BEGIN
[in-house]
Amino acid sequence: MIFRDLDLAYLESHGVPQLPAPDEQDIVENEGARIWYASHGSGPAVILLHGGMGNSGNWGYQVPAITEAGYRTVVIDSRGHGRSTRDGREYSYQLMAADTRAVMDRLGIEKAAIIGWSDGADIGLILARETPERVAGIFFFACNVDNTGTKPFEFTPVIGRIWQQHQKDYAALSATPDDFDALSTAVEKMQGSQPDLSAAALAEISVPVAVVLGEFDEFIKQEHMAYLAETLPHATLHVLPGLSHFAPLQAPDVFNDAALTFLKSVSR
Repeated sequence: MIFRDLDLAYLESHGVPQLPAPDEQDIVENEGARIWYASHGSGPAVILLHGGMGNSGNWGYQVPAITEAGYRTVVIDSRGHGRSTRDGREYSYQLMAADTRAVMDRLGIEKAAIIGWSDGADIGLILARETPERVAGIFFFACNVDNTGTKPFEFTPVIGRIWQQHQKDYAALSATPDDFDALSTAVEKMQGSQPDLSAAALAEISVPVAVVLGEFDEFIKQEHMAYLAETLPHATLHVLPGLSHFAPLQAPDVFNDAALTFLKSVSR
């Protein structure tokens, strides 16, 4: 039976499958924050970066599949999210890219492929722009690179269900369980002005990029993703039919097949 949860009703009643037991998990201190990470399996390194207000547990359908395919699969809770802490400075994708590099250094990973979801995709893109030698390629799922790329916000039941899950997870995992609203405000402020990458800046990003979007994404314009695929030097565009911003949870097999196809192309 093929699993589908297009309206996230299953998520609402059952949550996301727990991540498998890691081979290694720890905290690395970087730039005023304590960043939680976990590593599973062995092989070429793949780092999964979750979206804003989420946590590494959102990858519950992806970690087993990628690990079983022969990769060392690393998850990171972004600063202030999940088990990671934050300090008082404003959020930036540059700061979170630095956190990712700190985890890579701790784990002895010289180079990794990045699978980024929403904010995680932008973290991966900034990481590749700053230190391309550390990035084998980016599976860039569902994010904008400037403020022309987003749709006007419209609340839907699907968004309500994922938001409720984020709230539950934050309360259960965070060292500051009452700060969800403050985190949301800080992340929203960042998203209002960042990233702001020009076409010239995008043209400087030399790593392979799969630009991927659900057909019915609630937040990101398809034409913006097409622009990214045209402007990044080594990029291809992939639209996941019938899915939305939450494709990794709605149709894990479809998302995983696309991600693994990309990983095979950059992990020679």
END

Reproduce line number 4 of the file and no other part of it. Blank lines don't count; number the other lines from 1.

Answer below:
């Protein structure tokens, strides 16, 4: 039976499958924050970066599949999210890219492929722009690179269900369980002005990029993703039919097949 949860009703009643037991998990201190990470399996390194207000547990359908395919699969809770802490400075994708590099250094990973979801995709893109030698390629799922790329916000039941899950997870995992609203405000402020990458800046990003979007994404314009695929030097565009911003949870097999196809192309 093929699993589908297009309206996230299953998520609402059952949550996301727990991540498998890691081979290694720890905290690395970087730039005023304590960043939680976990590593599973062995092989070429793949780092999964979750979206804003989420946590590494959102990858519950992806970690087993990628690990079983022969990769060392690393998850990171972004600063202030999940088990990671934050300090008082404003959020930036540059700061979170630095956190990712700190985890890579701790784990002895010289180079990794990045699978980024929403904010995680932008973290991966900034990481590749700053230190391309550390990035084998980016599976860039569902994010904008400037403020022309987003749709006007419209609340839907699907968004309500994922938001409720984020709230539950934050309360259960965070060292500051009452700060969800403050985190949301800080992340929203960042998203209002960042990233702001020009076409010239995008043209400087030399790593392979799969630009991927659900057909019915609630937040990101398809034409913006097409622009990214045209402007990044080594990029291809992939639209996941019938899915939305939450494709990794709605149709894990479809998302995983696309991600693994990309990983095979950059992990020679």